Suspense growing as 14th ASEAN summit approaches
The ASEAN summit is likely to be targeted by protesters who want to express their opposition to current Thai Prime Minister Abhisit Vejjajiva. General Anupong Paojinda explained that police will not intervene against peaceful protests and will not use violence.
Thailand, which has seen several prime ministers come and go in the last few years, is trying to restore its role on the world scene.
Prime Minister Abhisit had accepted the invitation by British Prime Minister Gordon Brown to visit Great Britain on 12-13 March and take part in the G20 summit in London, set for 2 April.
In the 2003 summit held in Indonesia, ASEAN member states (Indonesia, Malaysia, Philippines, Singapore, Laos, Vietnam, Myanmar, Brunei, Cambodia and Thailand) agreed to economic, political, social and cultural cooperation in view of creating a supranational ASEAN community of some 567 million people by the year 2015.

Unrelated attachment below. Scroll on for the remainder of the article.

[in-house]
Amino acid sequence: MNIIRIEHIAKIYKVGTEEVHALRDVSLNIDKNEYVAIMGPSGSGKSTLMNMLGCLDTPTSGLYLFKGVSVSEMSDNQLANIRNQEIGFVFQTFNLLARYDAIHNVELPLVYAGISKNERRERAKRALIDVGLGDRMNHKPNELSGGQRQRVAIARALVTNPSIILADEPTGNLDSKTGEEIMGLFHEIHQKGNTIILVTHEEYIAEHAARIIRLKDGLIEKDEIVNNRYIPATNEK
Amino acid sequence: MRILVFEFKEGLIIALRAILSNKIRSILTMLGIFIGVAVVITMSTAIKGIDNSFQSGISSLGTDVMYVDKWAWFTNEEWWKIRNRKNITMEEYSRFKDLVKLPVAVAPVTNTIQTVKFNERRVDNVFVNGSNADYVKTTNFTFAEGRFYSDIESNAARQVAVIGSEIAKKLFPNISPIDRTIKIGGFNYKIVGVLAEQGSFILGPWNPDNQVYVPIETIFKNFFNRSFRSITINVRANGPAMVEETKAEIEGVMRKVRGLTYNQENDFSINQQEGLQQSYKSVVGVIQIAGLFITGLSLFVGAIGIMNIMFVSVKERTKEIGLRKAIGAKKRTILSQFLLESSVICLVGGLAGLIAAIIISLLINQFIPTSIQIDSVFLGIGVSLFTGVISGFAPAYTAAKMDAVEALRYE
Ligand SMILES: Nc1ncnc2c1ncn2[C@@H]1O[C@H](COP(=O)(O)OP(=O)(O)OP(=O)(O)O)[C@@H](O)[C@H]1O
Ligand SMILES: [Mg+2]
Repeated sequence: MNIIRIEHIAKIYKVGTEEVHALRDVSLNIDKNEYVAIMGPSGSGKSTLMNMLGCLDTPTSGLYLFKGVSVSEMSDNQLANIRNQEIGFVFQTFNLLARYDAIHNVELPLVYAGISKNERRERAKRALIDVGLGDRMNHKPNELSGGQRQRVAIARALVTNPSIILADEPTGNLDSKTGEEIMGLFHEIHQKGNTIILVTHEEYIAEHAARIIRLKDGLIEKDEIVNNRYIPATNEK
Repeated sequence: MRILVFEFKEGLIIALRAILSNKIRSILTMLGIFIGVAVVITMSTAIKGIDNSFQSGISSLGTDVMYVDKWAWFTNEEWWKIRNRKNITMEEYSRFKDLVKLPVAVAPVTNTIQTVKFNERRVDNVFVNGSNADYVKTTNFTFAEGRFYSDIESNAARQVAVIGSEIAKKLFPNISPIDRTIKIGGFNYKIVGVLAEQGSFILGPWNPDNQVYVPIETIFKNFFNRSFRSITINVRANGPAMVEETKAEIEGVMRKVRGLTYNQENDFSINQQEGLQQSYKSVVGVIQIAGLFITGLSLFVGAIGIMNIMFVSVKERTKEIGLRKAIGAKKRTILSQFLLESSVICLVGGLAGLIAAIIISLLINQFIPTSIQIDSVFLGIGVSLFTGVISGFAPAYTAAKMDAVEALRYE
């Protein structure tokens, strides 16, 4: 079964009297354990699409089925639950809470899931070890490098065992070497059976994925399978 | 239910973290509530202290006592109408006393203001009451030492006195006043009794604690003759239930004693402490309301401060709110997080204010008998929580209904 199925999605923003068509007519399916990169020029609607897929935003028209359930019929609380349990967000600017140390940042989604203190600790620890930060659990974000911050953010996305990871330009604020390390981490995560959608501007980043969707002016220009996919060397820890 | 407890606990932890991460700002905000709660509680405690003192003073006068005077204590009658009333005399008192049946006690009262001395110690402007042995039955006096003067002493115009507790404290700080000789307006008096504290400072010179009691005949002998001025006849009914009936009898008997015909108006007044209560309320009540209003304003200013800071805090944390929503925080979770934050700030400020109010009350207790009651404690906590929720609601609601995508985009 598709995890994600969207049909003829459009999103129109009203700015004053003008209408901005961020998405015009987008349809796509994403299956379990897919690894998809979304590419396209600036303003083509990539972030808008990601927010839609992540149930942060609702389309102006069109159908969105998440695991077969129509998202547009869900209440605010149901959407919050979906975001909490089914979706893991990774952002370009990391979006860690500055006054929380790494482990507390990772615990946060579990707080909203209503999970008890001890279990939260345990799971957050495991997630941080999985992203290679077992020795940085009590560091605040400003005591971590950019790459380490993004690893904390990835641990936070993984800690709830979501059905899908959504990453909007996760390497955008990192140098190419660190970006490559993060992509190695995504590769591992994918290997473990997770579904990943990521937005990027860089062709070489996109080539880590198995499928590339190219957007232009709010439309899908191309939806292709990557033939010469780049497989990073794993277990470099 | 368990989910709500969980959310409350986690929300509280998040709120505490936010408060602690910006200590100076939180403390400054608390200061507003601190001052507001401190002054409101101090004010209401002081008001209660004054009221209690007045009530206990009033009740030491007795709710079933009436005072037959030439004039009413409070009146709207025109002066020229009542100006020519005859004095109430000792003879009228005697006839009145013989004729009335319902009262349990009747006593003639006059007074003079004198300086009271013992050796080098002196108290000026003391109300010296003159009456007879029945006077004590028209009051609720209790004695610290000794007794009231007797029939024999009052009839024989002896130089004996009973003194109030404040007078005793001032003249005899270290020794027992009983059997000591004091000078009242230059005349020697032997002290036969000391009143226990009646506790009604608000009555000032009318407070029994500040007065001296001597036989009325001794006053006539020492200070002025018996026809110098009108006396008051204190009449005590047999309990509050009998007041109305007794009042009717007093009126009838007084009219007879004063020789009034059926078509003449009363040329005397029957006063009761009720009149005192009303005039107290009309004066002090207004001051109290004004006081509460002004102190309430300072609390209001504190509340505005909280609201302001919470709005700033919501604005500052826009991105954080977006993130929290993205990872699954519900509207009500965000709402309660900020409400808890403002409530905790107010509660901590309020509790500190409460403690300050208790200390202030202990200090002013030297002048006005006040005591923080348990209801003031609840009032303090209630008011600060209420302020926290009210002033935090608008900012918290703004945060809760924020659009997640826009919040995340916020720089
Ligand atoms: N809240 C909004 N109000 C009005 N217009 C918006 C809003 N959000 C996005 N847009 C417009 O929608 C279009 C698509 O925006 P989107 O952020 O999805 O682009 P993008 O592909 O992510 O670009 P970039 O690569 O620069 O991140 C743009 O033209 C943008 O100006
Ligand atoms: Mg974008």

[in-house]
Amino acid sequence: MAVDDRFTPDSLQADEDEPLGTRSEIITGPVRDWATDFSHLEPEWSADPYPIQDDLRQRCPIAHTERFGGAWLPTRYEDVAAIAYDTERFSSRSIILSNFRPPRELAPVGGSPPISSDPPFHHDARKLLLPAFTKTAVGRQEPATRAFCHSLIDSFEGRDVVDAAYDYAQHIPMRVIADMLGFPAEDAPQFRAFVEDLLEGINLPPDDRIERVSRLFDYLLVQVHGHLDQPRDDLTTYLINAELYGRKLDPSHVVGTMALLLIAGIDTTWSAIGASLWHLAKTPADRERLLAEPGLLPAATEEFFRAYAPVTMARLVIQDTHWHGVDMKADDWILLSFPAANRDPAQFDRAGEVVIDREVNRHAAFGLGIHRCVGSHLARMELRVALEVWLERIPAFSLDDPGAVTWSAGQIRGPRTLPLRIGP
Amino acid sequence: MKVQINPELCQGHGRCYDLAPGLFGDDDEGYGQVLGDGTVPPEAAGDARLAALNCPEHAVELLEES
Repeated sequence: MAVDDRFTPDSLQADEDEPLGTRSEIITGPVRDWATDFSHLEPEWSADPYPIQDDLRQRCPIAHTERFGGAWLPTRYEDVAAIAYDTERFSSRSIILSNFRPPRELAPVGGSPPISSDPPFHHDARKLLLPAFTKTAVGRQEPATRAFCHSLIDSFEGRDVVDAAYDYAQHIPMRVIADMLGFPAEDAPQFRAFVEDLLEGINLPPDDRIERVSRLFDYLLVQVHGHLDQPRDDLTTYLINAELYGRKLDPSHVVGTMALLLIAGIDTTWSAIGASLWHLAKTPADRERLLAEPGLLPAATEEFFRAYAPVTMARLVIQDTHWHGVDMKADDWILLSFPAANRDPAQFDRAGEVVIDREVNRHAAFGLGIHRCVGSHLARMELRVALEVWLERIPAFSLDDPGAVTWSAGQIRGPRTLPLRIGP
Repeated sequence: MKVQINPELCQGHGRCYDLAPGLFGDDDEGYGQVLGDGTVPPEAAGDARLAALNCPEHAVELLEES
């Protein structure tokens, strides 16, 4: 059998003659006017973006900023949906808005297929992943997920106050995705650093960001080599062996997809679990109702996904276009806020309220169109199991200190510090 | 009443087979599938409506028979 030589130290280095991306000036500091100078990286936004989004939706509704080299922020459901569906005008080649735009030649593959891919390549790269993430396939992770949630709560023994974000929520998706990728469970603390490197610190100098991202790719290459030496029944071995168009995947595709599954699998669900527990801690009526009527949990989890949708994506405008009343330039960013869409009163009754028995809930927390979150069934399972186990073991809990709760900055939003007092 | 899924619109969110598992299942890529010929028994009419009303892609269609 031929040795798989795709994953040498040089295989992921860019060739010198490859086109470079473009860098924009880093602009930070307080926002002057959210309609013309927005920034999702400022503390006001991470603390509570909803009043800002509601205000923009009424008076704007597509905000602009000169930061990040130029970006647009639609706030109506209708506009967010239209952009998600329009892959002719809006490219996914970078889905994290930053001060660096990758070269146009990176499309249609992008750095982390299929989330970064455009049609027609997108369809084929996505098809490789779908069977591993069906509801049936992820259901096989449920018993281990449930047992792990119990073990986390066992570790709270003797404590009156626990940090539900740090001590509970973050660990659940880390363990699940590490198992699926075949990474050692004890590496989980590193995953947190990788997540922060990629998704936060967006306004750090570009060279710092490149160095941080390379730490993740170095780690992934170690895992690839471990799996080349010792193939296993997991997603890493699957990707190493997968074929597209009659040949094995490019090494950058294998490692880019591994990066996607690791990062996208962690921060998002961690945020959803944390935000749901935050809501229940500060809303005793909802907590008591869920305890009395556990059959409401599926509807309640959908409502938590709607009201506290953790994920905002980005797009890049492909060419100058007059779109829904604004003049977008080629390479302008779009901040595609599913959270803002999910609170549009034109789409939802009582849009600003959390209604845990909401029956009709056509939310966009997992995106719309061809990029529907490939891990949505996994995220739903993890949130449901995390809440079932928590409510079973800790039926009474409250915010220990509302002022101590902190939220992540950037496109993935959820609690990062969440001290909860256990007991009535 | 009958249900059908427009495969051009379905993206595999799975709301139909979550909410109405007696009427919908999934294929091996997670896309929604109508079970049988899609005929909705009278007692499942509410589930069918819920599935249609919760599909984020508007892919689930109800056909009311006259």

For political pundit Kasit Pirom this could increase trade and the movement of people (by simplifying visa requirements) as well as favour more joint projects and a policy of integration among more developed and poorer ASEAN members.
Although the project has had a bumpy road however, the current global economic shakedown has breathed new life into it.
A first step has been the creation of a US$ 120 billion fund, 80 per cent from Japan, China and South Korea, and about US$ 3.5 billion each from ASEAN’s five major members (Thailand, Indonesia, Philippines, Singapore and Malaysia).
It will help protect local currencies from extreme swings against the US dollar and maintain stability among Asian currencies.
ASEAN economies are already closely interlinked and the fund will contain the effects of a run on any one currency.
In 2008 the currencies of all eight countries lost ground to the US dollar; South Korea’s won lost 37 per cent, whilst Indonesia’s rupiah lost 23 per cent.